The forest depends on the tiger
By Toh Hsien Min
When I return from travelling, often there is a form of enforced reflection from the chore of labelling photographs. I do this so that, looking over them a decade later, I can still know where exactly and what exactly I saw. But post-trip always carries a different sensation from in-trip, which is why people who pack that brilliant white wine from Santorini for home find upon reaching Kembangan that it doesn't taste quite as good. Earlier this month, as I looked over my photographs of Cambodia, I had a realisation: those hundreds of photographs of the Angkor complex, not just Angkor Wat but through to Preah Khan and even as far out as Banteay Srei, seemed back home to be somehow flat. All those ornate if eroded temples had seemed to me to be grand while I was there last December; but my photographs didn't convey any of that. It felt like a reverse Machu Picchu, which is distinctly recognisable to loads of people from photographs but somehow exponentiates in grandeur when you are there in person, or perhaps more appositely it was a reverse Malta, which carried some sense of the drab while I was there but afterwards hooked itself into my imagination and hasn't let go. Rather, my clearest impression of Cambodia was not just a country on a runway about to take off, like Vietnam perhaps a decade and a half ago, but how much this could have been the case sooner had it not been for the trauma of the Khmer Rouge. Even at this distance of time, the ravages of the seventies exert a drag on the country so palpable that it made me wish I had pursued a career in developmental economics. There is little so emblematic of humility as speaking with an older Cambodian who is constantly conscious of the fact that his survival owes to having been sent to Paris to study in the early 1970s.
In its heyday the nation that we now know as Cambodia was in fact the pre-eminent power of present-day Southeast Asia. Angkor at its peak covered an area the size of Los Angeles, and was the cosmopolitan metropolis of the region well before Bangkok and Singapore. What were the reasons for its decline? Invasion for one: there is some evidence of an intervention by the neighbouring kingdom of Ayutthaya in 1431 at Angkor, and it is popularly held that this was just another geopolitical event of a nation-state subjugating another. More recent archaeological studies involving drill cores into the earth beneath Angkor seem to suggest that climate change had its part to play in making the area less habitable, forcing the residents to move towards the Mekong Delta, but whatever the cause was, what followed was half a millennium of middling period where Cambodia was a vassal state until, post the French colonial era, independence engendered its own self-defeating scars.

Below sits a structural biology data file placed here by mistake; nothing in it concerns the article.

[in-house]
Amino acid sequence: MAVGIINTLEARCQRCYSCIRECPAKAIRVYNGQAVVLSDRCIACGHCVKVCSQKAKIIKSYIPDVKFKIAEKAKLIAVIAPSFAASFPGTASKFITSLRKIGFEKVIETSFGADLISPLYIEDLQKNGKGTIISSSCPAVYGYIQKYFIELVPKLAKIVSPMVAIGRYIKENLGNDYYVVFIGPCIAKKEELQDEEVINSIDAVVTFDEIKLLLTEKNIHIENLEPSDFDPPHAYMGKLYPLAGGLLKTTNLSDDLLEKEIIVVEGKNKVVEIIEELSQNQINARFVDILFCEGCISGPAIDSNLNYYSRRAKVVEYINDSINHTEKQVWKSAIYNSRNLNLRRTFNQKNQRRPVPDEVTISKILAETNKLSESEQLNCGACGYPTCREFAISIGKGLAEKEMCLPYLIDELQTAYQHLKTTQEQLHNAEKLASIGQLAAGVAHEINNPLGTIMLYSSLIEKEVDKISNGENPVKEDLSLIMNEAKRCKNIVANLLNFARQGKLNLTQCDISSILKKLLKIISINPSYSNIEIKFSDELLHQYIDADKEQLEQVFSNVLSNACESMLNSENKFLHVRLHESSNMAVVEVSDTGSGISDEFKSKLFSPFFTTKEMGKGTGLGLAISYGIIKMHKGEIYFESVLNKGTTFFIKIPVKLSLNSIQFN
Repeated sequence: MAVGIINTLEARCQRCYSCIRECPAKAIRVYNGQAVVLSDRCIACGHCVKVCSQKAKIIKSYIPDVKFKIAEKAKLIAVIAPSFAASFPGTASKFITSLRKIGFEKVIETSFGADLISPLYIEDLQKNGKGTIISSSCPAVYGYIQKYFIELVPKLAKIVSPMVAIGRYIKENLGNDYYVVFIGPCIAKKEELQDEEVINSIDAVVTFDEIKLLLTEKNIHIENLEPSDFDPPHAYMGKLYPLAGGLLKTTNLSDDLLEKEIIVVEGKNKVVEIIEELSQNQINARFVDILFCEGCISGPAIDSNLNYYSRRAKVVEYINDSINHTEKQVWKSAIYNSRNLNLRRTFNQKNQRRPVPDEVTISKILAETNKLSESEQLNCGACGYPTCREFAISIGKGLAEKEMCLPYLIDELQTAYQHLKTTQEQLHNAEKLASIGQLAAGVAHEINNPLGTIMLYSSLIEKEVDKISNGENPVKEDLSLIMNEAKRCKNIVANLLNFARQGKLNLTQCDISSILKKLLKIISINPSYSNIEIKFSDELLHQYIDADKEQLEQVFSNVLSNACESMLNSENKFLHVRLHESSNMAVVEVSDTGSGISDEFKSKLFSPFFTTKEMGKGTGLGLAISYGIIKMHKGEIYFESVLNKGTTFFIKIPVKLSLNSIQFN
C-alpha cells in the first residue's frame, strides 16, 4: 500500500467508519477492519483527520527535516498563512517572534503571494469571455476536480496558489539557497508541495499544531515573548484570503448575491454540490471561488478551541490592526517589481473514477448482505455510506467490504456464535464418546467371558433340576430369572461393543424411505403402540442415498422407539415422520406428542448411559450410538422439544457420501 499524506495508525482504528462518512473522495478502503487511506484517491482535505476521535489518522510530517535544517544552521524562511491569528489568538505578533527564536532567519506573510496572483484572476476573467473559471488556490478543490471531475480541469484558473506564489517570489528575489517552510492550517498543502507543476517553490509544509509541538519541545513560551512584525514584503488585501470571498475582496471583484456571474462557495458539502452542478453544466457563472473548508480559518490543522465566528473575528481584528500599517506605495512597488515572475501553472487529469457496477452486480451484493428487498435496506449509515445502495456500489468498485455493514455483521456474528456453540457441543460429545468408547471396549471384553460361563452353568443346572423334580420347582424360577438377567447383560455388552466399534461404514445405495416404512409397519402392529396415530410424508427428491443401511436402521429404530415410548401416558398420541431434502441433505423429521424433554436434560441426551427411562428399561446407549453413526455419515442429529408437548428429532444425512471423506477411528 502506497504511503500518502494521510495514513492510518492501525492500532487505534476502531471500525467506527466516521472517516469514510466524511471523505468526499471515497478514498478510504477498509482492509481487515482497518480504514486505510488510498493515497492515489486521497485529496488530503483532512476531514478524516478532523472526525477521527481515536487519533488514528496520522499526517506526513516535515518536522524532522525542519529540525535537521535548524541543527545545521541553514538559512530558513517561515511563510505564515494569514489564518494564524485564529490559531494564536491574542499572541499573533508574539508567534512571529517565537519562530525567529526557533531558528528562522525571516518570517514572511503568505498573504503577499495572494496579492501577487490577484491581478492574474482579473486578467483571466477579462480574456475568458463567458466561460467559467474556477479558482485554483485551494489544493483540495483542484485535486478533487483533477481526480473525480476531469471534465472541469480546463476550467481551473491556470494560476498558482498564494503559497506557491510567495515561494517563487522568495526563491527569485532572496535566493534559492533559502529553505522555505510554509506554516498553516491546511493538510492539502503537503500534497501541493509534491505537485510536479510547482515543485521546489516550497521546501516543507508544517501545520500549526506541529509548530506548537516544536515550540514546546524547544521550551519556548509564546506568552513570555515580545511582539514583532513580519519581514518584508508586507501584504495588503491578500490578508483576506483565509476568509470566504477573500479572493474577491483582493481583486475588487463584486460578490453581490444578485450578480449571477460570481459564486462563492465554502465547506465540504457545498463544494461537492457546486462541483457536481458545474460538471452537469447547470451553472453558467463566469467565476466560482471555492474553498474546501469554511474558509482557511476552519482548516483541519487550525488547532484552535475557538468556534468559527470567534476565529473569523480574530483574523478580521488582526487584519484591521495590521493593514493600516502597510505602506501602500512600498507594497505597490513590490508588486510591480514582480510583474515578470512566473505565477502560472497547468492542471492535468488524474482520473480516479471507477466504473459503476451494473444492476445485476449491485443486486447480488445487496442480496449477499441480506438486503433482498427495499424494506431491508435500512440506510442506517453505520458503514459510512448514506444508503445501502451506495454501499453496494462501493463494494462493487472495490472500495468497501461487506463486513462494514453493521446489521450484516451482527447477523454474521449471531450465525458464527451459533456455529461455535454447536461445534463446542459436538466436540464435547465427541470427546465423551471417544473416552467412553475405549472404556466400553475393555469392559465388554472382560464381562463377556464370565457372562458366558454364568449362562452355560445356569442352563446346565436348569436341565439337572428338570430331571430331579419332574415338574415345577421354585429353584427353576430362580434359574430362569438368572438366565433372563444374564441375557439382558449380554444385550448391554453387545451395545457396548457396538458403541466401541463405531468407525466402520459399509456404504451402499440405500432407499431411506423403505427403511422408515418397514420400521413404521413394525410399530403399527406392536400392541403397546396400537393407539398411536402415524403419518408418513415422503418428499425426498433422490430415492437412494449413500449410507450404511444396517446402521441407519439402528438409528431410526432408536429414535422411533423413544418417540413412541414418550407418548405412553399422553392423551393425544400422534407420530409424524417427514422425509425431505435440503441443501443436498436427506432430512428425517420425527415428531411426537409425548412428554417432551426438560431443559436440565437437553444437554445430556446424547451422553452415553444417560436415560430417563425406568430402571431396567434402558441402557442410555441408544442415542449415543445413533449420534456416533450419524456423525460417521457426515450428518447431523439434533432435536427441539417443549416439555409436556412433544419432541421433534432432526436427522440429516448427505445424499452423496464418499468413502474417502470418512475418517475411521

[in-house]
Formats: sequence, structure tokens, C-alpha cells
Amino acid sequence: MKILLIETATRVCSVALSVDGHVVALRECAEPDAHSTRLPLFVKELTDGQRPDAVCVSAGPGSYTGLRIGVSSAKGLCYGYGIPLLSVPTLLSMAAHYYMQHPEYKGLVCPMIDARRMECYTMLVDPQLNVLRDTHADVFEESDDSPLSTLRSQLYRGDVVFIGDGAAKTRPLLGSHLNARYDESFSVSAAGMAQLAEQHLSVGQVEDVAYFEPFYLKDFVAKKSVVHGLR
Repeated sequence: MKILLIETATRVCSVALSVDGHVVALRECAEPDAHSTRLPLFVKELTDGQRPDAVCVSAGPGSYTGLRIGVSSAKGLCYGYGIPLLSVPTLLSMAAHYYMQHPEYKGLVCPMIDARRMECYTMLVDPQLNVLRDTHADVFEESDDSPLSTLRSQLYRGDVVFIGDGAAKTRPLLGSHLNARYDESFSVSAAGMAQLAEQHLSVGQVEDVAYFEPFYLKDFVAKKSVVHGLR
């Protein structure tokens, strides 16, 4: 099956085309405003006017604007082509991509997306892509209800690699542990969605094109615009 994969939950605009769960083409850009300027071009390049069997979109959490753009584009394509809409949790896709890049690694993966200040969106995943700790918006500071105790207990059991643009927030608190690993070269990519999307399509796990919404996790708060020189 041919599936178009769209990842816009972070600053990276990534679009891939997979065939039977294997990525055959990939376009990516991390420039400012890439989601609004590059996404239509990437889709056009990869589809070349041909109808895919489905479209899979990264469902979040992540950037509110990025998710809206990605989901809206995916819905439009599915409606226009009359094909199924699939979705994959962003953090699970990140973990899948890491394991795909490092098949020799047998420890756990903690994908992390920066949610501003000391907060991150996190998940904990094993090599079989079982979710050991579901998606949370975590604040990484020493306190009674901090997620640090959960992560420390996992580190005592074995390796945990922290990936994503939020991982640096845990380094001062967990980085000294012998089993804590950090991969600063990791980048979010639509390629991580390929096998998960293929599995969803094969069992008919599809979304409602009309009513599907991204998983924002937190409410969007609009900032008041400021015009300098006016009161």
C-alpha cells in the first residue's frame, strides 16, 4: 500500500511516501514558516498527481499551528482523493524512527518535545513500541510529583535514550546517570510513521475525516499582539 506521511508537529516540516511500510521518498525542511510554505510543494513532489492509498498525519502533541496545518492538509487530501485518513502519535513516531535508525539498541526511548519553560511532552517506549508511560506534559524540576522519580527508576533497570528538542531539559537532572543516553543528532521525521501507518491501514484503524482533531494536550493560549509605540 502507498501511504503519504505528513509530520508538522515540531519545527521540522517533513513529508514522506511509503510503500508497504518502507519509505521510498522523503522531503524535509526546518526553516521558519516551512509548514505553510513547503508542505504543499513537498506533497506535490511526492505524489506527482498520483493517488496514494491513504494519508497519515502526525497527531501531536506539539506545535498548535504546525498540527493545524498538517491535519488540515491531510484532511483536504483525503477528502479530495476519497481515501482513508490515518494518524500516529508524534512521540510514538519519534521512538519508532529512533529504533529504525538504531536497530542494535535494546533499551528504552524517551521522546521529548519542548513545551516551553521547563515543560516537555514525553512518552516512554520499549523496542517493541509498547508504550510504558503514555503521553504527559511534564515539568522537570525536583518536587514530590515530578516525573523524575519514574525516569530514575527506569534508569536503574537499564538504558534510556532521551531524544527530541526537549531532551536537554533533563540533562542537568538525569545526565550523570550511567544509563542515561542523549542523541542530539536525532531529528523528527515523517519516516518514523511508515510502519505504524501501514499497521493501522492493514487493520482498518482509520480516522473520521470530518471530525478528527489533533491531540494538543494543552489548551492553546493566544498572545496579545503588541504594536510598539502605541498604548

All this is, I suppose, the scenic route around to the fear that a good run of increased globalisation, relative prosperity and relative peace - evidenced by data, by the way - could be about to end as intolerance grows, nation-states start cleaving apart again, distrusting one another and reverting to the old methods of diplomacy by other means, for which Russia may only be the vanguard. History tells us that recovery can take a far longer time than the time we take to shoot ourselves in our feet.
I hadn't meant to fall into a morose reflection on how the future looks bleaker than it has for awhile (and by the way, it's not just me - the Doomsday clock agrees), but this was somewhat nudged by a number of the contributions that we received for this issue. By chance, Theophilus Kwek sent a poem about Funan - a precursor to the Angkor empire - while we had a first contribution from a Ukrainian poet, Mykyta Ryzhykh, who laments the Russian invasion of his country in ellipsis. Meanwhile, Kai Chai's insightful full-length interview with Clara Chow on her flavourful travelogues perhaps didn't dissuade me from a far meeker reflection on my own recent trip. Otherwise, this issue is also brimming with substantial short stories, Shu Hoong's magnificent trawl of reviews, and a couple of engaging essays. It almost has a fin de siècle feel to it.QLRS Vol. 22 No. 1 Jan 2023